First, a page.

Using Visual Literacy to Teach Science Academic Language: Experiences from Three Preservice Teachers
This study was based on an action research project that took place during a science methods course and field experience of three preservice teachers. The focus of this study was to capture preservice teachers’ experiences using visual literacy strategies to teach science academic language to ELLs. Data revealed that preservice teachers recognized the significance and benefits of utilizing visual literacy as a method to teaching science academic language to ELLs. Results indicated that students employed self-discovery of academic language, knowledge of academic language, and the contextual use of academic language. Furthermore, each preservice teacher agreed that the visual literacy strategy was an effective approach to teaching science academic language to ELLs.
Updated: May. 05, 2015
This study investigated novice teachers’ attributions of their experiences of internship, as conveyed through a visual text. Findings indicate that novices expose critical stances in relation to activism, collegiality, and leverage, making public their unique potential to improve the educational system.
Updated: Aug. 24, 2014
The purpose of this study was to explore the way that knowledge is construed through global media and what effect that knowledge has on students’ responses. Data were obtained from two focus groups in which students viewed and responded to global media. The results of this study suggest that dynamic visual texts provide a venue for teachers and students to consider what knowledge global media affords. However, students should become critical viewers of media, able to carefully and thoughtfully engage with assertions and evidence to foster inquiring capacities.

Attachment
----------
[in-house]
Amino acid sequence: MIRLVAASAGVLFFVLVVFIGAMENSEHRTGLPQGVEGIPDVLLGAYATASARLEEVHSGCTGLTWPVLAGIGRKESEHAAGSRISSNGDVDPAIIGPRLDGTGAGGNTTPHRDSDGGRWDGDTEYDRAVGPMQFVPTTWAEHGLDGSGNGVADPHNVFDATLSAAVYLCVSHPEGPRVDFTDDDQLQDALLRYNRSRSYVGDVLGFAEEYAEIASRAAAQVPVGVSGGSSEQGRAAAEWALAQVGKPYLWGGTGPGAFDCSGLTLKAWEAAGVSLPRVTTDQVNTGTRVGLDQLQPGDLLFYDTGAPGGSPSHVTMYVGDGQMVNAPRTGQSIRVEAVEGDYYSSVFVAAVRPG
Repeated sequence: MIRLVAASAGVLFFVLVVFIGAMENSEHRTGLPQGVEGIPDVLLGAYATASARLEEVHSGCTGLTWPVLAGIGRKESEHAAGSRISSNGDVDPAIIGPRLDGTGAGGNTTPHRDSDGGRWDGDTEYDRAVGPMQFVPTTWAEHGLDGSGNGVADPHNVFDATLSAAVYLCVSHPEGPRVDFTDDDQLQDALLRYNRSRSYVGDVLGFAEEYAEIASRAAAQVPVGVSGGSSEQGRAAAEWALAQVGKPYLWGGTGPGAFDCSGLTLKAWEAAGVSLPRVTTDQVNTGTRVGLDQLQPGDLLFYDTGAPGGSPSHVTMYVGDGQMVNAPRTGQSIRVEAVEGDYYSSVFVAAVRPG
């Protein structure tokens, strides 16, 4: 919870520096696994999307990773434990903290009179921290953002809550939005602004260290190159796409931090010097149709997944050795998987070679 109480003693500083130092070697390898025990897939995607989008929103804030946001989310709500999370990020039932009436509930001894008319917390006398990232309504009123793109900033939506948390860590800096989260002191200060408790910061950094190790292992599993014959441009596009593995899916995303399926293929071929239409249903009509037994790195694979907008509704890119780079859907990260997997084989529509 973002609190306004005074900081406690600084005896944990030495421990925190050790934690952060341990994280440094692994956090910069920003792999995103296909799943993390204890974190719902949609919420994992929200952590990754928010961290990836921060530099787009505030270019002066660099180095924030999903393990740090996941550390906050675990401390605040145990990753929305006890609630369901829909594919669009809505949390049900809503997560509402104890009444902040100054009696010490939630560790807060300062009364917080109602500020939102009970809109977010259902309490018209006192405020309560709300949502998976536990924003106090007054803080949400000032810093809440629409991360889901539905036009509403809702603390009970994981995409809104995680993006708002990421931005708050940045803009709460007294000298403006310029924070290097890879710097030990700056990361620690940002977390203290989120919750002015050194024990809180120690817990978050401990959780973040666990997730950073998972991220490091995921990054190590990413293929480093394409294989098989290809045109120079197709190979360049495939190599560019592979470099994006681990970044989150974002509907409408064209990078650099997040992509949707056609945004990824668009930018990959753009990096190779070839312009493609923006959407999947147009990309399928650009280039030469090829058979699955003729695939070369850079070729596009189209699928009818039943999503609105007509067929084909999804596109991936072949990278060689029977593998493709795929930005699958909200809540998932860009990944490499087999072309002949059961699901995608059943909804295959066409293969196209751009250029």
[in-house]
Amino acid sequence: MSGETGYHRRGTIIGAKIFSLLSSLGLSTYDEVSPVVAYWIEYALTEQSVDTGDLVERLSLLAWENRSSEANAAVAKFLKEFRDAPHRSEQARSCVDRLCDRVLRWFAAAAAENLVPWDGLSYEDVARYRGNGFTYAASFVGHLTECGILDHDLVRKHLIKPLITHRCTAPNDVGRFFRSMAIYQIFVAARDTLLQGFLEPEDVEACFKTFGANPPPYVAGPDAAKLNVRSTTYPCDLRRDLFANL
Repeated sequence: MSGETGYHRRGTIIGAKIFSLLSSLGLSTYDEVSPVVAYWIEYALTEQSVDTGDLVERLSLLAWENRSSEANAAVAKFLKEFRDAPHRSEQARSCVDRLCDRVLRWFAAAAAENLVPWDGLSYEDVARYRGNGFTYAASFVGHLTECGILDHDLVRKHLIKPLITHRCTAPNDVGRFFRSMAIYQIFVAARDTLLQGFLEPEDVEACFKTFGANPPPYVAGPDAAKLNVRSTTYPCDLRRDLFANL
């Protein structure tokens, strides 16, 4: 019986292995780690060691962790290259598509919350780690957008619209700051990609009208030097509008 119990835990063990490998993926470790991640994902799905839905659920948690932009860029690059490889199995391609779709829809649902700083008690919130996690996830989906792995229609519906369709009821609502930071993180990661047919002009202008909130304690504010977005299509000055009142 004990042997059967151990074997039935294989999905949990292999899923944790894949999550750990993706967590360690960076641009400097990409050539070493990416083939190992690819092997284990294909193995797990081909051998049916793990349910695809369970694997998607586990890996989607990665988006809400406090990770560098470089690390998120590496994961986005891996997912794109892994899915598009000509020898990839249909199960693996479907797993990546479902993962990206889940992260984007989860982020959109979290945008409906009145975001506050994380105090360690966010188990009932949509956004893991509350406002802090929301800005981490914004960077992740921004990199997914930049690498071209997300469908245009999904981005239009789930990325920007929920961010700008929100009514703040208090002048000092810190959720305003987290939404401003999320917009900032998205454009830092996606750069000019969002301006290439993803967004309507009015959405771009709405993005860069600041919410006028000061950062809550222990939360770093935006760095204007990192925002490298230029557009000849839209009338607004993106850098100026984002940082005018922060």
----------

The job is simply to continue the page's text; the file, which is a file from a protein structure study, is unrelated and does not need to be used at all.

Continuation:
Updated: Dec. 11, 2012
The paper summarizes the literature concerning the use of visual and textual metaphors. It also describes outcomes of a project designed to help teacher education candidates begin integrating their personal beliefs about teaching with their growing professional knowledge and emergent practice. By using metaphors, teacher educators have the opportunity to help candidates solidify convictions and meanings and uncover “tacit or unarticulated” beliefs (Clandinin & Connelly, 1995, p. 6) that can lead to frame conflict (Reddy, 1993), that is, dueling metaphors.
Updated: Mar. 12, 2009